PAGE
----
I didn’t like it. I still don’t like it. And I still think there was a time when God decided to ignore my pain and anguish. But I (sort of) took a page from Job.[Wait, wait! Don’t run away – this is NOT a sermonette! It gets funny really quickly!]
Job 13:15 in NIV reads like this: “Though he slay me, yet will I hope in him; I will surely defend my ways to his face.” Nice and religious, right?
Try the Complete Jewish Bible: “Look, he will kill me – I don’t expect more, but I will still defend my ways to his face.”
I think my dead husband, an Orthodox Jew from Brooklyn, would appreciate my takeoff on Tevye from Fiddler on the Roof:
“Fine. You vant you should torment me more? Cancer once vasn’t enough for you, you gotta give me it tvice? Fine. Broke isn’t enough for you? You vant I should live with wolves at the door every other day? Fine. You tink dat’s still not enough, you should take mine husband leaving me nothingk—no insurance, the annuity people promising $1000 a month (bless their hearts) only to tell me three weeks later “ve’re sorry, vee made a mistake”(dirty rotten sons of…)? Fine. Go ahead. Torment me. But I don’t have to talk to you, I don’t have to listen to you. And until if and/or vhen you decide you should stop making my life a living Gehenom, maybe ve’ll talk. Until then, fine. You leave me alone, I’ll leave you alone. But I von’t tell you to go F-word yourself.”
I’m friendly with a handful of most prominent doctors in this little burg, almost all of them Jewish. (It’s not that I’m that great—two bouts of cancer and one husband dead of a basilar artery infarction, and you get to know some people.) I crack them up on a regular basis. My gentile friends love that mindset, too, so you think maybe that’s why they like me, respect me, maybe even love me a little? I do. Because what did I prove by sticking it out in my little hovel and not going off and marrying the jerk down the street who showed up at my door every other day making passes, just so I could go out to dinner once in awhile and get him to pay a bill or two after we Visited The Bedroom?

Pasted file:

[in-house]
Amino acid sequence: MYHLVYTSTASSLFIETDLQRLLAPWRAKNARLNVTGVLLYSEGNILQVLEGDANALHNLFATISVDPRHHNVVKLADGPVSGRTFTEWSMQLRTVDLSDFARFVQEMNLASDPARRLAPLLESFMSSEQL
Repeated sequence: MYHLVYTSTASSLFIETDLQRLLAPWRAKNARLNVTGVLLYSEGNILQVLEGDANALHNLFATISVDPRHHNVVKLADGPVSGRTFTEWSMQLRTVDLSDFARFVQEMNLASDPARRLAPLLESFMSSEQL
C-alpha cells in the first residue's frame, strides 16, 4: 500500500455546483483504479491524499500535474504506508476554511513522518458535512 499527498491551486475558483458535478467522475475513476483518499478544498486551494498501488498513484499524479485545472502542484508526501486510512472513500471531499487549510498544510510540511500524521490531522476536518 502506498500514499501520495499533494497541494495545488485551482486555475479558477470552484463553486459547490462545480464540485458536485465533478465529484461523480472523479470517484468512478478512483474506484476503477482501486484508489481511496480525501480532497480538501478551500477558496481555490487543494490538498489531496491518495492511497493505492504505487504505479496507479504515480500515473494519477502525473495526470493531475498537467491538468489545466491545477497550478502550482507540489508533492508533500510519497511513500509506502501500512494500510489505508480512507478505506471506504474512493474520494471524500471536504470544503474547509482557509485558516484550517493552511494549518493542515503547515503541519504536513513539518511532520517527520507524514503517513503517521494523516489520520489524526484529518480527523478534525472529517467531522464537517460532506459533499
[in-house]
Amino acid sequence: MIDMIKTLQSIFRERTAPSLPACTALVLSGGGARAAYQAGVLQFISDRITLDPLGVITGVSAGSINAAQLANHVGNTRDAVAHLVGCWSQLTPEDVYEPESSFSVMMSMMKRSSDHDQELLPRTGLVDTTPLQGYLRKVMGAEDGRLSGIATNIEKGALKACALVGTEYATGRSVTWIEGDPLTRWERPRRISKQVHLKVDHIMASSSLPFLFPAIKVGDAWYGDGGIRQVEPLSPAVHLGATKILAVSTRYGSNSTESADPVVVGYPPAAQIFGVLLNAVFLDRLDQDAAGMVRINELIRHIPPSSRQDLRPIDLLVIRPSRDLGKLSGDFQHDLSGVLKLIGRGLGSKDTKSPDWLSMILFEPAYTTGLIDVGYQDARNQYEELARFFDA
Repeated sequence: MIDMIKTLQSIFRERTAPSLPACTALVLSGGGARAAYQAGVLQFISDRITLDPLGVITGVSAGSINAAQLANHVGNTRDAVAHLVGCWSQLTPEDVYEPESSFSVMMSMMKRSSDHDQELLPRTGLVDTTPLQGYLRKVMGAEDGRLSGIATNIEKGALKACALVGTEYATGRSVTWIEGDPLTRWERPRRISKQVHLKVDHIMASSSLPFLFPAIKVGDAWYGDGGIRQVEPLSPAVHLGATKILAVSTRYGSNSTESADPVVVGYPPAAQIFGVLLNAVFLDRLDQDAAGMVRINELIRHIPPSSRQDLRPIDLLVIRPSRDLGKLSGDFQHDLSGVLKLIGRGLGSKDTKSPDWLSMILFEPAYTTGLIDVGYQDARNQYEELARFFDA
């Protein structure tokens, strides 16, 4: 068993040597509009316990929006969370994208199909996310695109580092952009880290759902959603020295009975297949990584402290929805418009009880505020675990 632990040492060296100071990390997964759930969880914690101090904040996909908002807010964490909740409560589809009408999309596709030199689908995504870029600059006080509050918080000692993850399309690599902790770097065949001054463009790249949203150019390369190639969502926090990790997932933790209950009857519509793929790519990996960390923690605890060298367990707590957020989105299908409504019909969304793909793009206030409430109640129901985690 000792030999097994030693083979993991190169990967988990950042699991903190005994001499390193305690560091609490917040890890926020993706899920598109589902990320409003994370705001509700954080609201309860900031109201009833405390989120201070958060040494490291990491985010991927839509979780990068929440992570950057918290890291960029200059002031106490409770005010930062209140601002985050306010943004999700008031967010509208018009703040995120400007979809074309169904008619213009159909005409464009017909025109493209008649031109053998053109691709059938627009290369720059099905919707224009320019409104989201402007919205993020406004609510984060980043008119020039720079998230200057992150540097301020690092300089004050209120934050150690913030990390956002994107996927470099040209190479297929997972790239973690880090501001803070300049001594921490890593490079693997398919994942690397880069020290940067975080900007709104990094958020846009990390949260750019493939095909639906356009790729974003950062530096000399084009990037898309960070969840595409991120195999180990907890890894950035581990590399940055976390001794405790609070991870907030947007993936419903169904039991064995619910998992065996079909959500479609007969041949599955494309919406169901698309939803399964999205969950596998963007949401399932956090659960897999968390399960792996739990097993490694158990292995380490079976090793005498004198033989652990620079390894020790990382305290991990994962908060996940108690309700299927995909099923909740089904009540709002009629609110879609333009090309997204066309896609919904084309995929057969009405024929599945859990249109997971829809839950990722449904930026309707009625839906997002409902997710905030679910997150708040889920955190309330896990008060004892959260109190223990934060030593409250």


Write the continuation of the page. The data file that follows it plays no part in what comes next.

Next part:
Dedication to My Path. For far too long, that path was simply to keep on living, to tolerate the devastating financial mess my husband left. To tolerate nearly intolerable lonliness and still not capitulate and sell my soul—and my body—just to up my standard of living half an inch. (Did I remember to tell you the jerk down the street lives in a double-wide trailer while mine’s only a single-wide? Boy, that would be a great move up the socioeconomic ladder, dontcha think? Not.)
I know I earned my analyst’s respect by hanging in there. I’m still not exactly sure why he chose to bless me with the mindset that I’m now his colleague, but I’m smart enough now not to ask. I just, as my Chicago girlfriend would say, “drink it in.”
I shall leave this first of my little…missives (not blog!) with a little advice:
I recommend you read that book by Elizabeth Gilbert. It doesn’t apply to just artists and writers. It applies to finding the creativity inside you whether it’s evident now or not. It’s there. Find it. And then we’ll continue to talk about what it takes to be Dedicated to Your Path so that you, too, can be blessed by the feeling of belonging—as a colleague or even just a well-respected friend–of someone you admire most in the world, and not because of anything you did (other than hanging in there) but because they chose you.
And why will they choose you?
All together now: Dedication To Your Path.